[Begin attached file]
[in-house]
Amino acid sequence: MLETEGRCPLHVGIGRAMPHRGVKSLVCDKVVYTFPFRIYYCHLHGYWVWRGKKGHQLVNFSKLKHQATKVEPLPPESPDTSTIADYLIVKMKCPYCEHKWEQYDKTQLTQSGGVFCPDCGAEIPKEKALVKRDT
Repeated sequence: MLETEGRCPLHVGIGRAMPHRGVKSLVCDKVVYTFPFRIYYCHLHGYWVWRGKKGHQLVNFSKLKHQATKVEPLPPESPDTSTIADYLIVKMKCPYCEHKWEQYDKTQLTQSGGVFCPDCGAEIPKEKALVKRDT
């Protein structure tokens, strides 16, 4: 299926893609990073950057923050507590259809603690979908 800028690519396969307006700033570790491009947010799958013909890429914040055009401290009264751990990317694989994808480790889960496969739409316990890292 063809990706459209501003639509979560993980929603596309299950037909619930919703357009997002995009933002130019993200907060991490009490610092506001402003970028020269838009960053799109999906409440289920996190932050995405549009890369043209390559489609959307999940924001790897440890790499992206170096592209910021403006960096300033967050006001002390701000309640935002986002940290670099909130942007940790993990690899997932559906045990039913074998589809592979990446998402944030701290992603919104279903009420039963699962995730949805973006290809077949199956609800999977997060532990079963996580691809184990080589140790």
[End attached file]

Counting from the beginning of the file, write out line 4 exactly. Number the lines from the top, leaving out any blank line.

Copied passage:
């Protein structure tokens, strides 16, 4: 299926893609990073950057923050507590259809603690979908 800028690519396969307006700033570790491009947010799958013909890429914040055009401290009264751990990317694989994808480790889960496969739409316990890292 063809990706459209501003639509979560993980929603596309299950037909619930919703357009997002995009933002130019993200907060991490009490610092506001402003970028020269838009960053799109999906409440289920996190932050995405549009890369043209390559489609959307999940924001790897440890790499992206170096592209910021403006960096300033967050006001002390701000309640935002986002940290670099909130942007940790993990690899997932559906045990039913074998589809592979990446998402944030701290992603919104279903009420039963699962995730949805973006290809077949199956609800999977997060532990079963996580691809184990080589140790």